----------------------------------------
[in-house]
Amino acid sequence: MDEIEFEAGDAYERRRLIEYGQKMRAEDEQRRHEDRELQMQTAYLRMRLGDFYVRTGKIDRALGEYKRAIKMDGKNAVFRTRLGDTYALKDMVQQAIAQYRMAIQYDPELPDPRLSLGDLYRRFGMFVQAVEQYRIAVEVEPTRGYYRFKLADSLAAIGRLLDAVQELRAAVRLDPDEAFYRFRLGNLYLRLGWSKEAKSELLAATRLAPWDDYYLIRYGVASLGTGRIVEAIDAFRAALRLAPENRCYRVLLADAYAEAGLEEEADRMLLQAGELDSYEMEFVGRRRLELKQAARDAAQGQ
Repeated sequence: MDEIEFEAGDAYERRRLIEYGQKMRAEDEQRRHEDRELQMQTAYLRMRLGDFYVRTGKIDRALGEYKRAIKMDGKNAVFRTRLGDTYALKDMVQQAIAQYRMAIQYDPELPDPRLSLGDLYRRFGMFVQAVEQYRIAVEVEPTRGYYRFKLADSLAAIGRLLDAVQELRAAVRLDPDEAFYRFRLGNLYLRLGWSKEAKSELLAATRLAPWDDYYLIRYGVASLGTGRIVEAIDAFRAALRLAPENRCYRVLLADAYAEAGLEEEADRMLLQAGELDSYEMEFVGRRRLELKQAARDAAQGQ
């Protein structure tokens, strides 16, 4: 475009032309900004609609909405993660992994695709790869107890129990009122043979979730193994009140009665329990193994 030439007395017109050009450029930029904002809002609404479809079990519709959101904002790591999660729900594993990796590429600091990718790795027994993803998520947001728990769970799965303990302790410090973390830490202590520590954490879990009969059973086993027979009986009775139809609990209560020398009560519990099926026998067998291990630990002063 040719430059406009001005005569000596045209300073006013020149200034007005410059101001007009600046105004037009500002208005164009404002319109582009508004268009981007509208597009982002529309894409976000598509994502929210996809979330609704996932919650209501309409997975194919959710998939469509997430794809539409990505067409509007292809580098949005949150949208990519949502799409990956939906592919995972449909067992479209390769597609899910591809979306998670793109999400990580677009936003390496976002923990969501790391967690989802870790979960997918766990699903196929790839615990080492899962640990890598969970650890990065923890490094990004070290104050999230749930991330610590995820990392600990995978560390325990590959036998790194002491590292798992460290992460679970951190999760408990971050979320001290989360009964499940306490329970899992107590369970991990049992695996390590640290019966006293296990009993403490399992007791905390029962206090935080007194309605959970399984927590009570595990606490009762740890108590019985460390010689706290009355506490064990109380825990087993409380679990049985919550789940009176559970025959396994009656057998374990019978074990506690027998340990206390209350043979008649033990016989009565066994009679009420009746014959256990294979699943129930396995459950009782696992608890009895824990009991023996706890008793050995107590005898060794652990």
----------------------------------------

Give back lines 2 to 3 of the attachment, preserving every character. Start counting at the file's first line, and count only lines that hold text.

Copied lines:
Amino acid sequence: MDEIEFEAGDAYERRRLIEYGQKMRAEDEQRRHEDRELQMQTAYLRMRLGDFYVRTGKIDRALGEYKRAIKMDGKNAVFRTRLGDTYALKDMVQQAIAQYRMAIQYDPELPDPRLSLGDLYRRFGMFVQAVEQYRIAVEVEPTRGYYRFKLADSLAAIGRLLDAVQELRAAVRLDPDEAFYRFRLGNLYLRLGWSKEAKSELLAATRLAPWDDYYLIRYGVASLGTGRIVEAIDAFRAALRLAPENRCYRVLLADAYAEAGLEEEADRMLLQAGELDSYEMEFVGRRRLELKQAARDAAQGQ
Repeated sequence: MDEIEFEAGDAYERRRLIEYGQKMRAEDEQRRHEDRELQMQTAYLRMRLGDFYVRTGKIDRALGEYKRAIKMDGKNAVFRTRLGDTYALKDMVQQAIAQYRMAIQYDPELPDPRLSLGDLYRRFGMFVQAVEQYRIAVEVEPTRGYYRFKLADSLAAIGRLLDAVQELRAAVRLDPDEAFYRFRLGNLYLRLGWSKEAKSELLAATRLAPWDDYYLIRYGVASLGTGRIVEAIDAFRAALRLAPENRCYRVLLADAYAEAGLEEEADRMLLQAGELDSYEMEFVGRRRLELKQAARDAAQGQ